Adiantum - Adiantaceae

Adiantum patens Willd. ssp. oatesii (Bak.) Schelpe

Photo: P. Ballings

Photo: P. Ballings

Photo: P. Ballings

Photo: P. Ballings

Photo: P. Ballings






Adiantum oatesii Baker
Adiantum patens Willd. var. oatesii (Baker) F.Ballard
Adiantum pedatum Peter

Common name


Rhizome creeping, short; rhizome scales 2 mm long, brown, slightly ciliate, tapering from the base to a sharp tip. Fronds monomorphic, tufted, herbaceous, arching. Stipe 10-40 cm long, thin, brown to black, glabrous. Lamina triangular in outline, 25 × 30 cm, pedately divided into up to 11 linear, pinnate pinnae, each terminating in a single apical pinnule; pinnules numerous, stalkletss short wiry, brown, 1-3 mm long, rhombic to broadly obcuneate in outline, upper and outer margins irregularly lobed, midrib forms the lower margin, 15-25 -(30) × 0.7-10 mm, hairless. Sori on pinnule lobes on the upper and outer margin of the undersurface, indusial flap circular to kidney-shaped, up to 2 mm in diameter, hairless.


A. patens is pedately divided. It can be distinguished from A. hispidulum var. hispidulum which is sparsely set with hairs on the undersurface of the pinnae and has narrowly tapering pinnae segments.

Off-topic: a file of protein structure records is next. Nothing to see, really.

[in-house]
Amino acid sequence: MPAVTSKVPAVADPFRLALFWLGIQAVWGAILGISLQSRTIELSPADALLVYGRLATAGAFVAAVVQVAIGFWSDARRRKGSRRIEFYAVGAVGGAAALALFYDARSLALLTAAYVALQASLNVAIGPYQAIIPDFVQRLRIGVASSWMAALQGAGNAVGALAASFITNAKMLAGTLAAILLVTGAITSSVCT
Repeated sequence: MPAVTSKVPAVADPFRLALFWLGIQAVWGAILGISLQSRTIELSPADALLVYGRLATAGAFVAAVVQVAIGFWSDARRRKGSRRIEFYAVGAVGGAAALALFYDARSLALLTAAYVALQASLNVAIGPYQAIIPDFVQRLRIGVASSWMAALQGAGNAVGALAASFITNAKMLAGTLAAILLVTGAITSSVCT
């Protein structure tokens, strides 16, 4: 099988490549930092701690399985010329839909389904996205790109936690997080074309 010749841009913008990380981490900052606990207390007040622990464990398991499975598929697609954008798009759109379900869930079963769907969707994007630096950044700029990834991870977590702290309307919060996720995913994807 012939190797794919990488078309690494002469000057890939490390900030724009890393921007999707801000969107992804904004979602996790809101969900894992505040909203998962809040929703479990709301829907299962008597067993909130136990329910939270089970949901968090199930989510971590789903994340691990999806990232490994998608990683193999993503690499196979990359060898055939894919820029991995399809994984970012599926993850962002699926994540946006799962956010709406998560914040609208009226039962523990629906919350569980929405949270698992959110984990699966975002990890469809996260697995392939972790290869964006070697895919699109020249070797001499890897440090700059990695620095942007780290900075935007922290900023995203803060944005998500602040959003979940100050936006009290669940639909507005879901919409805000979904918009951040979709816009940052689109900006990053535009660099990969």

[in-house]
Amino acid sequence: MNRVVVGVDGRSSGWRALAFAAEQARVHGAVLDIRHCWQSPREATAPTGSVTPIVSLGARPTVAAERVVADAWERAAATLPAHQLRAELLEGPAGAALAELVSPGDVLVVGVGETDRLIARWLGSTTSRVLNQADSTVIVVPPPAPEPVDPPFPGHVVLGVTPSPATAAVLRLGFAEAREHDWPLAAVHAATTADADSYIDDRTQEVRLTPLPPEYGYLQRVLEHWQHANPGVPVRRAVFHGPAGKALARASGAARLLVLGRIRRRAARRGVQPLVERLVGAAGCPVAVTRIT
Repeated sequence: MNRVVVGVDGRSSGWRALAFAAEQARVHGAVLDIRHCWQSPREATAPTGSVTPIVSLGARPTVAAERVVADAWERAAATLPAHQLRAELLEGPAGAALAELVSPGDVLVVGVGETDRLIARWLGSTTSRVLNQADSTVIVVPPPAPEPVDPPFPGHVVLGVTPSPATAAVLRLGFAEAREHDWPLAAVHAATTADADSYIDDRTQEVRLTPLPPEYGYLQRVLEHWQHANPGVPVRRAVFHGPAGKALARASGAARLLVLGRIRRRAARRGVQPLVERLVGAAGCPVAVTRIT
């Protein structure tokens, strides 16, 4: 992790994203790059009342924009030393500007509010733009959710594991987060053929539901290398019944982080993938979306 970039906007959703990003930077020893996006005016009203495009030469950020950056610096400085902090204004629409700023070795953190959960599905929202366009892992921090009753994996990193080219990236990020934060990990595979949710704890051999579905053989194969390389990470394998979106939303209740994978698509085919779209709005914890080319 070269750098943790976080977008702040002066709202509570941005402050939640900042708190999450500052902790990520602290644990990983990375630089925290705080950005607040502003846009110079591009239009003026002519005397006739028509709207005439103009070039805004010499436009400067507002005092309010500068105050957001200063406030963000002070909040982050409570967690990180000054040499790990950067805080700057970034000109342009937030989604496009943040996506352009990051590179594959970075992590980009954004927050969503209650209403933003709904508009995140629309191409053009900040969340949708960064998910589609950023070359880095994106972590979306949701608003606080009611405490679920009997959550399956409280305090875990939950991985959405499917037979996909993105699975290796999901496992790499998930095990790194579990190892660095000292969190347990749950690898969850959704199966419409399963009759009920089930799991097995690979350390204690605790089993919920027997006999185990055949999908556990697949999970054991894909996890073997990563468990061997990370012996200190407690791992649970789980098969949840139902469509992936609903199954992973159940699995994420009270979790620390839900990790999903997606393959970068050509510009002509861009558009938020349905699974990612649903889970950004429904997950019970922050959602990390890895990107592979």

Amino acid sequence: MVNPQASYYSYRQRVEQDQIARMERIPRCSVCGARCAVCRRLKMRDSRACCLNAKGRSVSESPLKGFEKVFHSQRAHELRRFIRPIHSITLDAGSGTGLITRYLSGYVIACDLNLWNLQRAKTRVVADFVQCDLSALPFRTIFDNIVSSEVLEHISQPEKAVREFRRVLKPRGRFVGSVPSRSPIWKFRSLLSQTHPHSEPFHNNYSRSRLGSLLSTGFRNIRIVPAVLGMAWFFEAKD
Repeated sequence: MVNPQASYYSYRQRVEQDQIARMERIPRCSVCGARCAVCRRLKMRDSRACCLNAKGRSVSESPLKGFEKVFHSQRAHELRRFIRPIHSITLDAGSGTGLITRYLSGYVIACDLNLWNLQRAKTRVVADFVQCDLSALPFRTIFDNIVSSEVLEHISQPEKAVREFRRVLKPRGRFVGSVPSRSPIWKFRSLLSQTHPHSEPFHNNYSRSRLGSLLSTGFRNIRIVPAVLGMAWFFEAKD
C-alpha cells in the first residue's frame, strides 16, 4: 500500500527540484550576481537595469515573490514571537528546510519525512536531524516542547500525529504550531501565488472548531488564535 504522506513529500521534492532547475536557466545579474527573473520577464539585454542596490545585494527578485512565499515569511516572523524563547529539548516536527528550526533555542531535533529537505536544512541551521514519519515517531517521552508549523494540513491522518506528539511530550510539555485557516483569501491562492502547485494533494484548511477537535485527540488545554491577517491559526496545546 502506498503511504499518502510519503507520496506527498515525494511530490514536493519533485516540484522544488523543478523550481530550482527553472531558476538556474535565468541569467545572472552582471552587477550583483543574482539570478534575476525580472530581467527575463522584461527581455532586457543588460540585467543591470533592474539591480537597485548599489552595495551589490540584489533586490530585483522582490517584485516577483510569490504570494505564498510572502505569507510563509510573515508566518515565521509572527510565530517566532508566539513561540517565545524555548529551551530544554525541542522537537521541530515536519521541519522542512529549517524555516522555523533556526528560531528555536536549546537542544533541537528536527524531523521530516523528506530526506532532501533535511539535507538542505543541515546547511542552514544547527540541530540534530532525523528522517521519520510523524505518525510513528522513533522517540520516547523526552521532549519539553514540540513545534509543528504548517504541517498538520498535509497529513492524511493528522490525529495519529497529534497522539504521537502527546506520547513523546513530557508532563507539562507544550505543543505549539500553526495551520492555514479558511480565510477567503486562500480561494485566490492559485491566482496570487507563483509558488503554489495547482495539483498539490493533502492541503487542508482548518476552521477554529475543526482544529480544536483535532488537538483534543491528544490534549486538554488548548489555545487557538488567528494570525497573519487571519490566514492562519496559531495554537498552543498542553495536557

patens: spreading, diverging from the axis at almost 90 degrees; referring to the fronds; oatesii:for Frank Oates (1840-1875), British naturalist and traveller who arrived in South Africa in 1873.


Slopes, rock-clefts, shady paths and banks, around boulder bases in forest and on streamsides in riverine forest.

Distribution worldwide

See African distribution.

Distribution in Africa

Burundi, Cameroon, Dem. Republic of Congo, Ghana, Nigeria, Sudan and South Sudan, Tanzania , Uganda, Zambia, Zimbabwe.

Growth form



  • Burrows, J.E. (1990) Southern African Ferns and Fern Allies. Frandsen, Sandton. Pages 122 - 123. As A. oatesii (Includes a picture).
  • Jacobsen, W.B.G. (1983) The Ferns and Fern Allies of Southern Africa. Butterworths, Durban and Pretoria. Pages 227 - 228. As A. patens subsp. oatesii (Includes a picture).
  • Kornas, J. (1979) Distribution and ecology of the Pteridophytes in Zambia. Polska Akademia Nauk Wydzial II Nauk Biologicznych. Page 64. As A. patens subsp.oatesii
  • Roux, J.P. (2009) Synopsis of the Lycopodiophyta and Pteridophyta of Africa, Madagascar and neighbouring islands. Strelitzia 23, South African National Biodiversity Institute, Pretoria. Page 70.
  • Roux, J.P. (2001) Conspectus of Southern African Pteridophyta.Southern African Botanical Diversity Network Report, 13 Page 75.
  • Schelpe, E.A.C.L.E. (1970) Pteridophyta.Flora Zambesiaca, 0 Page 111. As A. patens subsp. oatesii
  • Tardieu-Blot, M.-L. (1964) Ptéridophytes vol.3.Flore du Cameroun, Page 147. (Includes a picture).
  • Verdcourt, B. (2002) Adiantaceae.Flora of Tropical East Africa, Pages 58 - 59.